The web conference got me thinking about various prevention efforts and where they fit into this concept. Do we implement prevention activities that may be effective on an individual level, but support a harmful dominant narrative on a community or societal level? Bethany Pombarfrom the Vermont Network Against Domestic and Sexual Violence raised this question around gender-segregated groups. She noted that segregation by gender identification or always having men talk to other men and boys can send the message that, “Only men can engage other men and that men won’t listen to women.” It got me thinking about the other ways in which some efforts can reinforce the dominant public narrative and the real world effects that may have. Ashley Maier recently wrote a blog about how we engage men in sexual and relationship violence efforts.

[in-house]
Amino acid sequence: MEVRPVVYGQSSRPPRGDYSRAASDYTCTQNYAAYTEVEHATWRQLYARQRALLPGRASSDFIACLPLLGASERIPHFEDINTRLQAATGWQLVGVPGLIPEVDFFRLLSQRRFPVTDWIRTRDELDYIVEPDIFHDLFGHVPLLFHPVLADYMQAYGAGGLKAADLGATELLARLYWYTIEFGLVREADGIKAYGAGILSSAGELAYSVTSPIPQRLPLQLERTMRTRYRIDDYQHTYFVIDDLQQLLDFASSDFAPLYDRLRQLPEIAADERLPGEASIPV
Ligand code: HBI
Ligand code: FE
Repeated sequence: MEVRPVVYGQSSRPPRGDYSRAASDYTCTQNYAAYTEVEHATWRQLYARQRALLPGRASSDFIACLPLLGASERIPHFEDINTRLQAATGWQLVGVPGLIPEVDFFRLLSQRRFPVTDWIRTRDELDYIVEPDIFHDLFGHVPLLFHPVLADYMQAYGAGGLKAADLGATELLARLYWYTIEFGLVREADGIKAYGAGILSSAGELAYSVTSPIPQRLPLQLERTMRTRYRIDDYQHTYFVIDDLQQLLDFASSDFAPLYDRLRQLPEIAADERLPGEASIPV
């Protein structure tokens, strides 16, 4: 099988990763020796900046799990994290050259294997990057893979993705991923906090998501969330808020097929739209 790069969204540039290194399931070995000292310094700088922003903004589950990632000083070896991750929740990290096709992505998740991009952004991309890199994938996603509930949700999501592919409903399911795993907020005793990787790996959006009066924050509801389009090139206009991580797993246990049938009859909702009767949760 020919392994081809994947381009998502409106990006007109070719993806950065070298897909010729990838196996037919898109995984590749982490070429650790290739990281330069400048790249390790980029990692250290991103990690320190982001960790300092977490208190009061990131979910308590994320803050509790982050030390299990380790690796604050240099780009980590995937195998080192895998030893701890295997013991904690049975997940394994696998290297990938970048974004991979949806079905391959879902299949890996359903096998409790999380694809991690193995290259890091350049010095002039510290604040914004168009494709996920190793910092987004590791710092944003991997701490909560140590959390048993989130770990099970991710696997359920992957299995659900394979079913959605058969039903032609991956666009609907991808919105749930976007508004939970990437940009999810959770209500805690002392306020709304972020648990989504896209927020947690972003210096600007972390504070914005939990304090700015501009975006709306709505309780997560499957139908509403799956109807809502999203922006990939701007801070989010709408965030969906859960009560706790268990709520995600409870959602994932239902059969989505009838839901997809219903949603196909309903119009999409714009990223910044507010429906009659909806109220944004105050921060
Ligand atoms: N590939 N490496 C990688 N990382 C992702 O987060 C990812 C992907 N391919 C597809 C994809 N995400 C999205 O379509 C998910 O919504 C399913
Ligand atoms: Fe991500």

Of course we need to engage people of any and all genders to end sexual and relationship violence. The question is, how do we do that in the most effective and ethical way possible?When we exclusively engage men to work with/speak to/ market to men in our practice, what are we saying to men (and women)? This practice can reinforce the beliefs that:

  • Women can’t lead or influence men. (How does that effect expectations when women are in positions of power in the workplace or educational setting?)
  • Men and women can’t trust one another and men won’t be honest about certain beliefs in a mixed gender setting. (How may that effect all our promotion of healthy mixed gender relationships? Do we want to create spaces where people can espouse sexist (racist/ageist/homophobic/ablest/classist) beliefs without having to be accountable to the targets of those oppressive beliefs?)